7. A process according to claim 5, in which said removable solute comprises a composition having a cation selected from the group consisting of calcium, strontium, barium, nickel, cobalt, copper, mercury, silver and iron, and an anion selected from the group consisting of carbonate, oxalate, tartrate, sulfite, and sulfide.

8. A process according to claim 5, in which said second solution includes an acid selected from the group consisting of aqueous sulfurous acid and aqueous sulfuric acid.

9. A process according to claim 5, in which said adjusting comprises adding sufiicient base to make said removable solute insoluble, said base being selected from the group consisting of carbonate and hydroxide.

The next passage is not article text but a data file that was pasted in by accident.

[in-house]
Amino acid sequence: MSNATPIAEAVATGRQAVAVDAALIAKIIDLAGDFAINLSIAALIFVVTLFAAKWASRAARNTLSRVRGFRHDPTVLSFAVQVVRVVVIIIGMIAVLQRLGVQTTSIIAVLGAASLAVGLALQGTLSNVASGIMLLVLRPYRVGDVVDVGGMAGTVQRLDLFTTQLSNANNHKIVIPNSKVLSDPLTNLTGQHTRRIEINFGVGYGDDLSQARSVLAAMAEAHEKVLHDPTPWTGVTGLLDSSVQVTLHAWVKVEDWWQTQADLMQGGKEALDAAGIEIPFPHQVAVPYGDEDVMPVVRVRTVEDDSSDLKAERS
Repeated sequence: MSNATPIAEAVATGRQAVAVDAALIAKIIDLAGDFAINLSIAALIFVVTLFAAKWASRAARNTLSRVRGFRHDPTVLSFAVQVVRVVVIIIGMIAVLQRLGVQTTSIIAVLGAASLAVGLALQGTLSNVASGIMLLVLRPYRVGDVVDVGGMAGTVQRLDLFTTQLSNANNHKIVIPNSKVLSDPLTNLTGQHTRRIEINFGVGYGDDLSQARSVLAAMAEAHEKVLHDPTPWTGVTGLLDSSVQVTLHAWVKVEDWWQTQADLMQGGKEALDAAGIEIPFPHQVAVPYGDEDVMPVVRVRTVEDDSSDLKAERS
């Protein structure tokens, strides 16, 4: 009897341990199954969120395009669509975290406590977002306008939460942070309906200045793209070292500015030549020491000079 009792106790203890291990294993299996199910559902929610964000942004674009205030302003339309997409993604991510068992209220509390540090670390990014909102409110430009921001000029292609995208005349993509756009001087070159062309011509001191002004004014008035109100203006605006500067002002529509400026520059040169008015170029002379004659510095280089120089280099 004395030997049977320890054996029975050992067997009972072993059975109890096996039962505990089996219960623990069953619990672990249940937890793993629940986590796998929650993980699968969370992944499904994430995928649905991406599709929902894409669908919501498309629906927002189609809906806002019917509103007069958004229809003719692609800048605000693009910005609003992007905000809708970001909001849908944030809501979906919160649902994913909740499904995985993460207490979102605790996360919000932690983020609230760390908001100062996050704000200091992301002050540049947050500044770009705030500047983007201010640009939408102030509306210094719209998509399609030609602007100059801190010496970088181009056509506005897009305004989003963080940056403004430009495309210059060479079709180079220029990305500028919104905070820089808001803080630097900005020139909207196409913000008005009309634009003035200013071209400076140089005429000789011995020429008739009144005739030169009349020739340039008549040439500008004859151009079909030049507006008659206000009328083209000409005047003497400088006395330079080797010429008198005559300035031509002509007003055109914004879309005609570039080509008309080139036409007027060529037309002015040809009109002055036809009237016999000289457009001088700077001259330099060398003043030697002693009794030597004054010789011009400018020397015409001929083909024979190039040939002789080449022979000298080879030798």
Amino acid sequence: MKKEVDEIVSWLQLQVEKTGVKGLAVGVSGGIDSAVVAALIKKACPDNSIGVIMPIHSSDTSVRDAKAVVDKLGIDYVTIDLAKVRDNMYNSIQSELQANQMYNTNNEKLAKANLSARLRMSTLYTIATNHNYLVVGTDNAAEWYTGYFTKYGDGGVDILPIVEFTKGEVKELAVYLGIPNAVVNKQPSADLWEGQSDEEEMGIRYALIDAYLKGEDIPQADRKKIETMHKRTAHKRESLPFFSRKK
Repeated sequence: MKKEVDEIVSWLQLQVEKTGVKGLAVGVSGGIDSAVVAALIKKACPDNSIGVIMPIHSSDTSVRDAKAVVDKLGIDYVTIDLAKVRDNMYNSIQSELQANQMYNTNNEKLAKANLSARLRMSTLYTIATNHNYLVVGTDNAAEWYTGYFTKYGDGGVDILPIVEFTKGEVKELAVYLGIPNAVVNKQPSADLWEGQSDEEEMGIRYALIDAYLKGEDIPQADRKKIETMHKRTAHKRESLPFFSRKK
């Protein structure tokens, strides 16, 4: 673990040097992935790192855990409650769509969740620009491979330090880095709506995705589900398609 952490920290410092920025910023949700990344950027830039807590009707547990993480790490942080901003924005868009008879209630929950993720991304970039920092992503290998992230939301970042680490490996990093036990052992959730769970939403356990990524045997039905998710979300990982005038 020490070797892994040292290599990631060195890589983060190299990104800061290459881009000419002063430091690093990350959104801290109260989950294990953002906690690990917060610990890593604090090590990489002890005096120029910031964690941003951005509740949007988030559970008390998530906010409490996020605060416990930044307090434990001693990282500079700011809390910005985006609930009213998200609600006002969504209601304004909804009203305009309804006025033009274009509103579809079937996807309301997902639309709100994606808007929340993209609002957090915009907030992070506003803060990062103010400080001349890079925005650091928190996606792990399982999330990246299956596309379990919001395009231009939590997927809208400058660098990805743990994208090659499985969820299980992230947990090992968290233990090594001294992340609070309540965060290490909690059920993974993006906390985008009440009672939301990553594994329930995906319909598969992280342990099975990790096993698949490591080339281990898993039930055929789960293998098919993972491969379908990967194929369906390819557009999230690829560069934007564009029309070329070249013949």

10. A process according to claim 5, in which said removable solute comprises silver sulfate, said second solution has a basic pH value, and said adjusting comprises adding sulfurous acid.

11. A process according to claim 5, in which said first source comprises substantially saline water.

12. A process according to claim 11, in which said saline water comprises sea water.

13. A process according to claim 1, including establishing a physical pressure differential across said membrane between said first source and said second solution, sufficiently that said differential improves said passing.

14. A process according to claim 1, in which said firstsolvent source comprises saline water, said second solution comprises an aqueous solution, and said removable solute has a solubility in water dependent upon pH value.

15. A process according to claim 1, including adjusting pH value of diluent to about pH 7 after removing said diluted solution from contact with said membrane and subsequent to removing therefrom said insoluble solute.